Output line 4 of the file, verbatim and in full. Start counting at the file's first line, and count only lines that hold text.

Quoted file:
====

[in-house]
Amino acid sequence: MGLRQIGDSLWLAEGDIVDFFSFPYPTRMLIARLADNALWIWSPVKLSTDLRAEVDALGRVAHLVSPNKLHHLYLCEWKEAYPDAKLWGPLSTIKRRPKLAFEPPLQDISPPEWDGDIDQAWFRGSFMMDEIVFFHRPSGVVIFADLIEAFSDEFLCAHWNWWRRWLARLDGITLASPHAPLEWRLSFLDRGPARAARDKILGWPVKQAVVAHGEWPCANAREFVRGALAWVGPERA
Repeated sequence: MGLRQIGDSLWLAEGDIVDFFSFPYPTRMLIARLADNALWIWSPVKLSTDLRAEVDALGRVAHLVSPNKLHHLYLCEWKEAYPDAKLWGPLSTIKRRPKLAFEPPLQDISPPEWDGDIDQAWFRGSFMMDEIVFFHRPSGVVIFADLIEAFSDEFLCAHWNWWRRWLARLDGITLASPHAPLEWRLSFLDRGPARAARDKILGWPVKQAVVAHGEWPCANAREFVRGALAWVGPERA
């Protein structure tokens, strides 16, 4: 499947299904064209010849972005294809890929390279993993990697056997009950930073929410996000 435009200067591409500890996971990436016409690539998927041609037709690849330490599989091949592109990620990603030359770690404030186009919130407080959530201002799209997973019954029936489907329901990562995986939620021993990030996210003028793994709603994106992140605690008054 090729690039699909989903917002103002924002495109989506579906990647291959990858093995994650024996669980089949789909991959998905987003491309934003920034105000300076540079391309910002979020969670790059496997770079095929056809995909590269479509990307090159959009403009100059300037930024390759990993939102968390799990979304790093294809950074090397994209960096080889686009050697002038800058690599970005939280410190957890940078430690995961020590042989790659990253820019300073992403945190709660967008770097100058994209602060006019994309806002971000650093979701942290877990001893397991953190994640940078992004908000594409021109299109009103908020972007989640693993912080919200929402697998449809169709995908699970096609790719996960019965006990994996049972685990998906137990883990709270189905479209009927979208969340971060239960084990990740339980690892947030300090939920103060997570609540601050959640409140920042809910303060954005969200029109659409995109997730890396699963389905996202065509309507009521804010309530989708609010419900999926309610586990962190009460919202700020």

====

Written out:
């Protein structure tokens, strides 16, 4: 499947299904064209010849972005294809890929390279993993990697056997009950930073929410996000 435009200067591409500890996971990436016409690539998927041609037709690849330490599989091949592109990620990603030359770690404030186009919130407080959530201002799209997973019954029936489907329901990562995986939620021993990030996210003028793994709603994106992140605690008054 090729690039699909989903917002103002924002495109989506579906990647291959990858093995994650024996669980089949789909991959998905987003491309934003920034105000300076540079391309910002979020969670790059496997770079095929056809995909590269479509990307090159959009403009100059300037930024390759990993939102968390799990979304790093294809950074090397994209960096080889686009050697002038800058690599970005939280410190957890940078430690995961020590042989790659990253820019300073992403945190709660967008770097100058994209602060006019994309806002971000650093979701942290877990001893397991953190994640940078992004908000594409021109299109009103908020972007989640693993912080919200929402697998449809169709995908699970096609790719996960019965006990994996049972685990998906137990883990709270189905479209009927979208969340971060239960084990990740339980690892947030300090939920103060997570609540601050959640409140920042809910303060954005969200029109659409995109997730890396699963389905996202065509309507009521804010309530989708609010419900999926309610586990962190009460919202700020």